I like coffee. It is one of the few bad habits I have left (he says with tongue firmly lodged in cheek).  So you won’t be surprised to learn that every week I teach a parsha class at a local coffee house. It’s a lot of fun actually; a bunch of us drink tea or coffee and talk about the weekly Torah portion and its relevance to everyday life and current events.

Talking Torah. At Starbucks. How convenient. [smile]

Anyway, one of the people that attends these classes is a real live farmer. With an actual farm. And barnyard animals. The real McCoy. This fact never ceases to fascinate me, because let’s face it: as a group, Jews are pretty…urban.

My farmer friend was telling me about how incredibly busy he is this time of year – getting all the seeds in the ground at just the right time, animals being born, etc. And as he was sharing all of this, I had a blinding flash of insight on a curiosity of the Jewish calendar that we will experience this weekend.

I refer to Shavuot, aka Pentecost, aka the Feast of Weeks, aka the Feast of the First Fruits. It is the day we received the Torah from Gcd at Mount Sinai. And it is the second of the three annual pilgrimage festivals (along with Pesach and Sukkot) when the entire Jewish People would ascend to Jerusalem and Gcd’s Holy Mountain to commune with the A-lmighty in the Holy Temple. (And will do so again very soon, probably in our lifetimes.)

But there is a difference: Passover is a seven day holiday; Sukkot is eight. On these pilgrimages, the entire Jewish People hung out and celebrated in Jerusalem for over a week.

However Shavuot, equal to the others in import and gravity, is only a one day event. A quick in-and-out to Jerusalem, as it were. Why should that be the case? Why isn’t Shavuot a week long affair like all the other pilgrimage festivals?

Here's the insight: we were once a nation of farmers, and Shavuot falls smack in the middle of the busiest time of the agricultural year. It is as if Gcd is saying to the Jewish People, “We need to meet because I have something extremely important to give you. But I also appreciate how busy you are, so we’ll make it quick.”

Think about that: Gcd is being considerate of us. (Isn't supposed to be the other way around?) Like a doting parent, Gcd cares about what is important to us, takes note of ostensibly trivial and random details in our lives. 

In Hebrew it's called Hashgachah Pratit, Gcd's involvement and concern with the trivialities of our individual lives, guiding us towards our own highest good. 

That Shavuot is a one day holiday is a testament to hashgachah pratit. The Torah is sensitive to our needs, and the mitzvot were designed for our ultimate good. And all year long, Gcd's Knowing Hand guides our affairs in ways that always ultimately accrue to our benefit, even if we can’t understand it in the moment.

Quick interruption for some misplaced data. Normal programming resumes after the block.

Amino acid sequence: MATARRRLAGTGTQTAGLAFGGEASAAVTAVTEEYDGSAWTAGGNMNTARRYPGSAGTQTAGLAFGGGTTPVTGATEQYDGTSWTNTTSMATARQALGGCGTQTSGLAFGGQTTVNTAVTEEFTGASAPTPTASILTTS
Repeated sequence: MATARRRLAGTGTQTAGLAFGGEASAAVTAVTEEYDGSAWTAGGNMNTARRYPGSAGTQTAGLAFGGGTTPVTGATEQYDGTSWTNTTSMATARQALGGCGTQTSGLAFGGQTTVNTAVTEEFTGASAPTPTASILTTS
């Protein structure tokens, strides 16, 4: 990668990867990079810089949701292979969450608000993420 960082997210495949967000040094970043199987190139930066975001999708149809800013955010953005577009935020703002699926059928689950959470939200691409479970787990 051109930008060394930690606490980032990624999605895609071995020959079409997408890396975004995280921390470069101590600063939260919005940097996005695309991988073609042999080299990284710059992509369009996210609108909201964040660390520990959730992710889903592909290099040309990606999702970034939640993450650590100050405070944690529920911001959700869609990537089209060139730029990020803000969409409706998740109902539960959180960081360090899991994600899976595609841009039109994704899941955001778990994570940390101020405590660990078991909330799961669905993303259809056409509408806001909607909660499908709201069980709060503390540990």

And so often, that guidance comes through the "random event."

How many times do we do things that we think are good but turn out bad? Or we experience bad things from which good things ironically emerge? 

Or sometimes people do things to us that really hurt at the time, but turn out to have been fortuitous in hindsight. Like getting fired from a job. 

Or the opposite: you win the lottery (sounds good) and it destroys your life (just read the studies on the effect of the lottery in peoples’ lives.)

Or we experience a chance meeting with someone on a plane or a hotel lobby that proves to be...providential. Or the things we thought were really important in the moment fade in relevance, while some seemingly unimportant and random fact of your life turns out to be huge?

On Shavuot, the Torah was given to the Jews on the most unassuming, unimportant and seemingly random of mountains, Mount Sinai. The most important event in human history occurred in a place no one would have thought to look, in a no-man's land.

People who grab the headlines and constantly call attention to themselves are less likely to be the conduits of Gcd's will. But keep your eye on the quiet ones, the humble ones, the people no one pays much attention to; for it is through them that Gcd manifests His Will in the world.

Lastly, I suggest that this is another reason why we read the Book of Ruth on Shavuot. 

Ruth, the destitute outsider, is introduced to the Jewish People through a series of bad choices and unfortunate circumstances. The verse states that she "happened" to "randomly" choose Boaz's estate from which to glean barley. Thus it is through Ruth (this most unlikely of women) and under the most unlikely of circumstances that David (the most unlikely of Jesse's seven sons) becomes the Savior of Israel and the paragon of Jewish Leadership and Nobility for all generations. 

Gcd's Will is often done in places where we least expect it, in ways in which we least expect it. That is Hashgachah Pratit. That is the message of Ruth, and that is the message of the Torah to which we recommit this Shavuot. 

Your prayers will be answered, and everything will work out OK in the end...just probably not quite the way you expect it to.  "The stone the builders rejected as inferior will become my cornerstone." (Psalms 118:22)

Shabbat Shalom & Chag Same'ach.